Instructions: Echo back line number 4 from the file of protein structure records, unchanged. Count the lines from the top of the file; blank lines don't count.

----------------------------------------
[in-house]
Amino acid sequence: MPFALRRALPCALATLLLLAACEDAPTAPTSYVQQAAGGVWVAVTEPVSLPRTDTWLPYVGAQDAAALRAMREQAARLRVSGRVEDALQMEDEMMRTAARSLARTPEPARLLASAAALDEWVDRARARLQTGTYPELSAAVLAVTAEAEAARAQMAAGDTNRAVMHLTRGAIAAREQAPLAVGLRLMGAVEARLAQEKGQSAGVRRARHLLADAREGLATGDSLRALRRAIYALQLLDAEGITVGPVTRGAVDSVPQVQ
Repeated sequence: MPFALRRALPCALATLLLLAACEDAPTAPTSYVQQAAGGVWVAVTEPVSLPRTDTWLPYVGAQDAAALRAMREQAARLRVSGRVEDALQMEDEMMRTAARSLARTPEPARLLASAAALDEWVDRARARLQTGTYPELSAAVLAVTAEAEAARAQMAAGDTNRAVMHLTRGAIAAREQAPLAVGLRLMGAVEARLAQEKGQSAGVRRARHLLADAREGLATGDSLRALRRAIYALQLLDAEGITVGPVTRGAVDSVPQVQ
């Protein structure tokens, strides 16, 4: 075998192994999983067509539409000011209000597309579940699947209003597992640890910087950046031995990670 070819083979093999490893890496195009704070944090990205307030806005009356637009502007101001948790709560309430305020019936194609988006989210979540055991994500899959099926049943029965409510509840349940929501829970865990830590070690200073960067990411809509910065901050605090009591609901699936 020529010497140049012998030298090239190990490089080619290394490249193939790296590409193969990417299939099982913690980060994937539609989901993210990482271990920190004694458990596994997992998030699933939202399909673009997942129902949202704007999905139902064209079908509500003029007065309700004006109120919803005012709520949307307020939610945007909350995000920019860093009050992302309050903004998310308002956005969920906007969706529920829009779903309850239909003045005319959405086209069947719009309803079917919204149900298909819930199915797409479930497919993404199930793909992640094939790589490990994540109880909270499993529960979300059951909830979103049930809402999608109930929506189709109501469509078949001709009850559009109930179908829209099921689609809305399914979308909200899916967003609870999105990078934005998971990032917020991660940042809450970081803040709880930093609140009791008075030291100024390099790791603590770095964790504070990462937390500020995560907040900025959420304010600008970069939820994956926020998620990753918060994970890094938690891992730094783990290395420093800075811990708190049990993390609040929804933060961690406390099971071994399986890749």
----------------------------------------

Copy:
């Protein structure tokens, strides 16, 4: 075998192994999983067509539409000011209000597309579940699947209003597992640890910087950046031995990670 070819083979093999490893890496195009704070944090990205307030806005009356637009502007101001948790709560309430305020019936194609988006989210979540055991994500899959099926049943029965409510509840349940929501829970865990830590070690200073960067990411809509910065901050605090009591609901699936 020529010497140049012998030298090239190990490089080619290394490249193939790296590409193969990417299939099982913690980060994937539609989901993210990482271990920190004694458990596994997992998030699933939202399909673009997942129902949202704007999905139902064209079908509500003029007065309700004006109120919803005012709520949307307020939610945007909350995000920019860093009050992302309050903004998310308002956005969920906007969706529920829009779903309850239909003045005319959405086209069947719009309803079917919204149900298909819930199915797409479930497919993404199930793909992640094939790589490990994540109880909270499993529960979300059951909830979103049930809402999608109930929506189709109501469509078949001709009850559009109930179908829209099921689609809305399914979308909200899916967003609870999105990078934005998971990032917020991660940042809450970081803040709880930093609140009791008075030291100024390099790791603590770095964790504070990462937390500020995560907040900025959420304010600008970069939820994956926020998620990753918060994970890094938690891992730094783990290395420093800075811990708190049990993390609040929804933060961690406390099971071994399986890749």